CDC recommends making sure you are up to date with your COVID-19 vaccines before travel, which includes additional doses for individuals who are immunocompromised or booster doses when eligible. Follow all requirements and recommendations at each location during travel, and take steps to protect yourself and others. If you are traveling internationally, check the COVID-19 Travel Health Notice for your destination and visit the International Travel webpage for requirements and recommendations.
Animals can look cute and cuddly, and you may want to pet them. But any animal, even if it appears to be friendly or harmless, can spread disease and may be dangerous.
While traveling, it’s best to stay away from all animals. Any animal can bite, scratch, kick, or otherwise injure you, even if you did nothing to provoke it. Animals are often frightened of humans, trying to protect their territory or their young. Some diseases cause an animal to behave aggressively toward people, even if it had previously been friendly.
Check Your Destination for Animal-Related Health Risks
Before your trip, talk to your doctor about your planned activities. Find out what vaccines, medicines, or advice you may need for your destination to help prevent animal-related diseases.
Rabies is a deadly disease caused by a virus. You can get rabies if you are bitten or scratched by an animal with rabies. It is almost always fatal if not promptly treated. In many other parts of the world, rabies is a problem, and access to treatment is limited. These areas include much of Africa, Asia, Central America, and South America. Check your destination’s page to see if rabies vaccination is recommended for you or any of your traveling companions.
Animals and Disease
When traveling, don’t pet or feed animals, even pets, as they may not be vaccinated against rabies and other diseases. Animal licks and bites can cause a bacterial infection that may require antibiotics, so seek medical attention after any contact with an animal. Also, be sure you are up-to-date on your tetanus vaccination.
Monkeys can spread rabies, Ebola, Marburg , herpes B virus, and tuberculosis. If you are traveling to places where monkeys roam freely, such as some temples in Southeast Asia, do not touch or feed the monkeys.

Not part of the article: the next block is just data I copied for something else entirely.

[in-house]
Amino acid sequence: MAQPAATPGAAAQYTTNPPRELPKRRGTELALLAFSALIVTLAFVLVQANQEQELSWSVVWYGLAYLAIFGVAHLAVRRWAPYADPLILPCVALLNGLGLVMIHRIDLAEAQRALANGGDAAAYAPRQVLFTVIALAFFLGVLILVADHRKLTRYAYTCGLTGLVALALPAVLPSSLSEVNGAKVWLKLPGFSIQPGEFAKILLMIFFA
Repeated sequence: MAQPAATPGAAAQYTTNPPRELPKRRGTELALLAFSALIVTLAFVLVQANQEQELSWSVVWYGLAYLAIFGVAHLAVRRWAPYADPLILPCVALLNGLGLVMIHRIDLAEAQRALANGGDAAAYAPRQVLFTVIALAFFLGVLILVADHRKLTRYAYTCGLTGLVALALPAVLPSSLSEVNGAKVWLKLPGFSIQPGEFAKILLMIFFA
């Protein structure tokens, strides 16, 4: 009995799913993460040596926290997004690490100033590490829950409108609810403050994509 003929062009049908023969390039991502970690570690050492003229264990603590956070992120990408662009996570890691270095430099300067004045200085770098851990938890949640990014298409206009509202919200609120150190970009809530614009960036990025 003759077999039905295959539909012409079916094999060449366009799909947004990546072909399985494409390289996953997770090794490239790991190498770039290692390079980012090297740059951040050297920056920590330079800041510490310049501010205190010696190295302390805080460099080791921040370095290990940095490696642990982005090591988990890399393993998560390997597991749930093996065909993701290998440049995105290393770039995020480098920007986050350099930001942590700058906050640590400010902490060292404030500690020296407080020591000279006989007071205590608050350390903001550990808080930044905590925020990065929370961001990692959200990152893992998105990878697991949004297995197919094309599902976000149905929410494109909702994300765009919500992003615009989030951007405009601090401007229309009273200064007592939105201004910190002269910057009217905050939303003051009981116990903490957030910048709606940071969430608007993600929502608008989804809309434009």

Rodents, such as rats and mice, can spread many diseases through bites and scratches, urine, feces, or fleas that live on them. These diseases include plague, leptospirosis, hantavirus disease, and rickettsial diseases. Avoid places where there is evidence of rodent activity such as droppings or nesting materials. Do not touch anything that may be contaminated with rodent urine or feces.
Traveling with Children
Watch young children carefully around unfamiliar animals. Children are more likely to be bitten, scratched, and seriously injured. Before travel, your child’s healthcare provider may recommend the rabies vaccine.
Act Quickly If an Animal Bites or Scratches You
- Immediately wash all bites and scratches well. Use plenty of soap and running water.
- Seek medical care immediately, even if you don’t feel sick or the wound does not look serious.
- To prevent rabies, start prophylaxis (treatment) immediately, which includes getting a series of vaccines after you have been bitten. Even if you were vaccinated against rabies before your trip, you still need to seek care and receive additional vaccine doses if you get bitten or scratched by an animal.
- Be prepared to travel back to the United States or to another area to receive treatment. Vaccination and medicine for rabies exposure is not available everywhere in the world.
If you traveled and feel sick, particularly if you have a fever, talk to a healthcare provider, and tell them about your travel. Avoid contact with other people while you are sick.
If you need medical care abroad, see Getting Health Care During Travel.